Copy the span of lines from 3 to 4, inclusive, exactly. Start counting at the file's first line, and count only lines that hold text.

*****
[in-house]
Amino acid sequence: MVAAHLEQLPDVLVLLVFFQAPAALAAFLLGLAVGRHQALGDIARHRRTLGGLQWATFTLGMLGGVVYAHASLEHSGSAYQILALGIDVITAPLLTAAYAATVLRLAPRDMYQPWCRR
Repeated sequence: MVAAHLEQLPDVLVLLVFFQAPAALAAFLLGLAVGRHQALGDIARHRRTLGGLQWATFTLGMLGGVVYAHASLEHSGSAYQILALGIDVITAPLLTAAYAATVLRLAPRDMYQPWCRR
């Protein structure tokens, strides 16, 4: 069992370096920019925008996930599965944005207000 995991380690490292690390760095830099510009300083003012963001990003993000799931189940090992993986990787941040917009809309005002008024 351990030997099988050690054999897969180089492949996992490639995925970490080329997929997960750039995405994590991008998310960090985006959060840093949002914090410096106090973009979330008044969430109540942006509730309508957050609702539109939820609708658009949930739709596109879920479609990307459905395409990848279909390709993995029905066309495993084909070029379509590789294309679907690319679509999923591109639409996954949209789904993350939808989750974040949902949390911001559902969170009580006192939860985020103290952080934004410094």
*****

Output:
Repeated sequence: MVAAHLEQLPDVLVLLVFFQAPAALAAFLLGLAVGRHQALGDIARHRRTLGGLQWATFTLGMLGGVVYAHASLEHSGSAYQILALGIDVITAPLLTAAYAATVLRLAPRDMYQPWCRR
């Protein structure tokens, strides 16, 4: 069992370096920019925008996930599965944005207000 995991380690490292690390760095830099510009300083003012963001990003993000799931189940090992993986990787941040917009809309005002008024 351990030997099988050690054999897969180089492949996992490639995925970490080329997929997960750039995405994590991008998310960090985006959060840093949002914090410096106090973009979330008044969430109540942006509730309508957050609702539109939820609708658009949930739709596109879920479609990307459905395409990848279909390709993995029905066309495993084909070029379509590789294309679907690319679509999923591109639409996954949209789904993350939808989750974040949902949390911001559902969170009580006192939860985020103290952080934004410094």